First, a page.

Should we be at least mildly skeptical of those who tell us that some novel, unproven approach will surely work where others have repeatedly failed? Especially if they themselves have yet to succeed at solving a problem?


26 thoughts on “Silver bullets

  1. Rick – while I whole heartedly agree with you on the absurdity of ‘fad Christianity’, I’m not sure that is what Willow Creek is doing (I have no affiliation with and little knowledge of WC, btw). If every approach to faith is labeled as a fad, then what do we have left? I think a periodic revisiting of assumptions is essential to my faith and without it believers are apt to forget those assumptions and plod forward out of sheer momentum.
    Seth in NC –
    I truly enjoy your blog btw; a daily stop.

  2. Rick,
    Is the problem with what is being said or the way it is packaged (books, conferences, etc…) and then adopted (blindly)? Do you see any wisdom in any of the items you listed or are they all just pointless fads?

  3. Wow…interesting post! We are about to think that the FATHER will call who HE will and HE knows who will come…seems our job is basically just do our best to live out our faith in every way…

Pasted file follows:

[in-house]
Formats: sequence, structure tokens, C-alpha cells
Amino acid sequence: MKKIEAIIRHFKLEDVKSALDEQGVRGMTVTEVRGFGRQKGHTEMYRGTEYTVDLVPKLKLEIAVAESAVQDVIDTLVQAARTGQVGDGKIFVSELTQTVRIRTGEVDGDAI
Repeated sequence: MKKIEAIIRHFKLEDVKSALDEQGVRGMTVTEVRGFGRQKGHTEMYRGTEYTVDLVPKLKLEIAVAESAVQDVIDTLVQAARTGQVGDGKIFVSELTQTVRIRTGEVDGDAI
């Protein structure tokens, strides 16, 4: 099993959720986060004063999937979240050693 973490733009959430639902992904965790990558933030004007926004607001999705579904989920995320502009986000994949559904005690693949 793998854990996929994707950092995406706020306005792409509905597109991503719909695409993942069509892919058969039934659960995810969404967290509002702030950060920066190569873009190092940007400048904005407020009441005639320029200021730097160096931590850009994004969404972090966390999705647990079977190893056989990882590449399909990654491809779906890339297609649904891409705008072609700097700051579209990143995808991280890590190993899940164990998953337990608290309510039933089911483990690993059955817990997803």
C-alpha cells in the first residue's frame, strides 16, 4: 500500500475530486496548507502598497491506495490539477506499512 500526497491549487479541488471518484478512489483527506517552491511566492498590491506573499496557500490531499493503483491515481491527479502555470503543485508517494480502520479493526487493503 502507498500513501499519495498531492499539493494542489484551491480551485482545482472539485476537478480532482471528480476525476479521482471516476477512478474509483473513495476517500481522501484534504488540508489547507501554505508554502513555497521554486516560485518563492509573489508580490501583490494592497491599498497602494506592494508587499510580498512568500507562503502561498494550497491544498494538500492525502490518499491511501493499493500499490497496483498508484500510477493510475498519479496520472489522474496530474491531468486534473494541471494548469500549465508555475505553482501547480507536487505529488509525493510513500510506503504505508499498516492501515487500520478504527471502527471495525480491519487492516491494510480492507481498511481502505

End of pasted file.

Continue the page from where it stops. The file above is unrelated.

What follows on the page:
Some years ago we heard the statistics that of those who are known to have come, 85% came before the age of 18. Sobering thought…

  4. Rick,
    I agree completely about the meddler’s qualifications. So many people follow what a man tells them without ever looking to see if the man has accomplished that which he is promoting. I have seen many who profess to have all the answers on how to raise children, and when they began promoting these ideas, their oldest child was …5. I want to say, “Get back to me when you’ve applied these principles for 18 years and your children have turned out fine.”

    Though many of the things you listed will go out of fashion, I think some of them will last for those who hold to them based on strong conviction, not fashion. For instance, we have held to the principle of courtship for nearly 20 years, and with 5 daughters, I don’t see that changing. In courtship/betrothal there are at least 10 different methods, and they each have a person stating that their’s is “the Biblical” way. In reality in our family alone, each “courtship” for our daughters, may look totally different.

    I think part of the problem is that people “try on” fads, without deeply looking into them and think that they are one size fits all. So many of these fads are extra-Biblical and we have to see them as such and as guidelines, not law.

    If the people participating in these things are doing so because that’s what they hear at the latest conference, and are blindly following the latest guru…. then yes, they will probably just as easily jump on the next bandwagon.

  5. Seth,

    If every approach to faith is labeled as a fad, then what do we have left?